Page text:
Mythology frequently tells of great battles between huge giants. These epic contests at their core, are battles to determine who it is that runs things, whose power dominates. In Irish myth, it is the battle at the ford between two exemplary warriors, Cú Chulainn and Ferdia that is at the centre of the story, the Táin Bó Cúailnge. In Greek myth, the battle between Cronus and Uranus established the reign of the Titans when under Cronus’s leadership, the father Uranus is hurled into Tartarus.

Reading extracts from Matt Cooper’s newly released book, “The Maximalist: The Rise and Fall of Tony O’Reilly”, it seems like a similar epic battle has been going on between two modern day god-like Tycoons, Tony O’Reilly and Denis O’Brien. Such was the place of these men in Irish culture, that it would be no surprise if thunder and lightening were to be in the air at any time they met, especially when in dispute.

What insight does myth shine on such modern day battles? It seems first of all that what goes with the territory of the super (hyper competitive) high achieving warrior is that success is achieved at the same time as making many enemies. So it was that Cú Chulainn, who by his late teens, finds Queen Maeve to be his chief enemy among many. And often the animosity that exists is over a humiliation, whether that be real or perceived.

What is also learned from the great battle between Ferdia and Cú Chulainn is that the warrior is bound by a “code of behaviour”. This code is all about honour and pride. Ferdia and Cú Chulainn were foster brothers, soul mates who trained together on the Isle of Skye with the Warrior Queen Scatcach. But with the heroic code, honour will always win out over friendship. And the forces of trickery and deception hover all round. And so it is that when, on the fourth day of fighting, Cú Chulainn calls for the deadly Gae Bolga, there is no other outcome than the horrible death of his much loved foster brother.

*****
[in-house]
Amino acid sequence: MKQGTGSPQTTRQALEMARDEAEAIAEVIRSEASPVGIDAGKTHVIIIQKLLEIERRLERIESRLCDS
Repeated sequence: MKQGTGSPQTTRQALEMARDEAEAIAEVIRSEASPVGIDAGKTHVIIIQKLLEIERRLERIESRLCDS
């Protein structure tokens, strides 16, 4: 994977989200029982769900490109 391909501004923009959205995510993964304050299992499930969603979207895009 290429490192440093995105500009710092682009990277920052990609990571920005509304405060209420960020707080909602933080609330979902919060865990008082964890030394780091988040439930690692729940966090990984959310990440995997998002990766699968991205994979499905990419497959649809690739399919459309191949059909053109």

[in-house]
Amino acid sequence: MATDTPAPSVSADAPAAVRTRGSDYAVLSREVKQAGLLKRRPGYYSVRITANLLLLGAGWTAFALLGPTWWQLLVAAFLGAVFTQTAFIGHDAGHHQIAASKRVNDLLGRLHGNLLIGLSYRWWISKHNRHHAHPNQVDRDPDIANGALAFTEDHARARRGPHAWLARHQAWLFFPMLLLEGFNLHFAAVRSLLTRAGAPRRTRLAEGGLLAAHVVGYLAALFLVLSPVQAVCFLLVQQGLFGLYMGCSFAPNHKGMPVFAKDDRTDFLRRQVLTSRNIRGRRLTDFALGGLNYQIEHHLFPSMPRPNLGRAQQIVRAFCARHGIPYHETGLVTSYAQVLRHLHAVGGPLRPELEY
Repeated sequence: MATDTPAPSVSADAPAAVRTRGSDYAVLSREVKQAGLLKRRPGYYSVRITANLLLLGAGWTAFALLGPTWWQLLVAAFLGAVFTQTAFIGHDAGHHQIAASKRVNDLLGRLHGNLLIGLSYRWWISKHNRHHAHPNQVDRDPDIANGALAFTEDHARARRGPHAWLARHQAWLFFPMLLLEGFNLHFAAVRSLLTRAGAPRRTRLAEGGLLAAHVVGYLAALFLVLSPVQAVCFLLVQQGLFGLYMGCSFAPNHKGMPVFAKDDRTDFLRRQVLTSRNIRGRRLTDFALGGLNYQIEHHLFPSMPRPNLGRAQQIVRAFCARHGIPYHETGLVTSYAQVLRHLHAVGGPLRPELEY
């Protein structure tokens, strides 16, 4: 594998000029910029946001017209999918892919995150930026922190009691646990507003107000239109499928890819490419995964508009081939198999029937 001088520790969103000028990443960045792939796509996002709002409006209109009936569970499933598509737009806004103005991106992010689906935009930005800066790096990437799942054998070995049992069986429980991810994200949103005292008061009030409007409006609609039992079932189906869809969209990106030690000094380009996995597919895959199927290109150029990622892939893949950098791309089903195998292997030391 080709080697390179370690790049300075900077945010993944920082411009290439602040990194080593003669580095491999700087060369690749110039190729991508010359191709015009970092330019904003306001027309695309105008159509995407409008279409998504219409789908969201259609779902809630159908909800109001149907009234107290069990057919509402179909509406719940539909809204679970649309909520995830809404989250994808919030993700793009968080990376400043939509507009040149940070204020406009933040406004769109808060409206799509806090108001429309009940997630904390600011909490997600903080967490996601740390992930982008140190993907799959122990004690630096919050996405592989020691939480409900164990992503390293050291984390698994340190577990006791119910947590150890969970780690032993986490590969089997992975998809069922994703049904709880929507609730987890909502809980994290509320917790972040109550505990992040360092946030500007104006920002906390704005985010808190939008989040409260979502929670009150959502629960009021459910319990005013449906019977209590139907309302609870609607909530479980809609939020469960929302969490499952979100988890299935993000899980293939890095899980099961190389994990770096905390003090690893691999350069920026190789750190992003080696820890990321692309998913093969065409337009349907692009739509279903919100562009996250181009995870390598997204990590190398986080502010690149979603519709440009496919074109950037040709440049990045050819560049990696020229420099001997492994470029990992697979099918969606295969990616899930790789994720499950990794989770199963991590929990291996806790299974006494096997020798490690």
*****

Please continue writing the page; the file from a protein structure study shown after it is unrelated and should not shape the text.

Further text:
What is clear is that for three days the fight seemed more like a sport. Not unlike a game of rugby, with much bashing against each other, with good humour and shared food at the end of each the day. But on the fourth day something happened and it became a fight with a different ethos, different rules, a fight to the death.

And so, going back to Matt Cooper’s book and his account of the O’Reilly vs. O’Brien ‘battle’ we can ask, what was it that took two fellow super warriors and achievers from a state of mutual admiration to one where they moved from potential friendship and respect to that Cú Chulainn Ferdia fateful fourth day?. What was obvious was that any respect and possible friendship had turned to bitter animosity. What was it then that turned what could have been a competitive contest fought within the codes of business and the framework of law, that had O’Brien telling O’Reilly’s son, Gavin, that “I will destroy you and your father, and I will go after everything”. And it seems even though both were wounded, O’Brien had his equivalent of the Gae Bolga, more money!

But when we step back from these great mythic contests, and one so brilliantly portrayed in the Tain, we are surely left with a feeling of the tragedy of victory. Cú Chulainn has won the brother battle but he has lost a soul mate. Warrior honour has won over friendship. Cú Chulainn’s life feels much more tragic than heroic!

And if we look again at another mythology, we see that while Cronus has overthrown his ruthless father, Uranus, fate has it that he, in time, will be overthrown by his son, Zeus no matter what he does to swallow (and silence) them? So it is that Zeus, in time, defeats his father and so removes the Titans and establishes the reign of the Olympians.

No matter how much worldly power a man has, there are other far more powerful forces at play that remind us of ‘mans precarious place in the order of things’. Mythology spells out these unconscious forces so poetically, so beautifully in a narrative format if we care to listen and pay heed!

If this note connects with you, you might choose to listen to the story in the Irish Myth Telling of the Battle at the Ford on the Bard Mythologies Site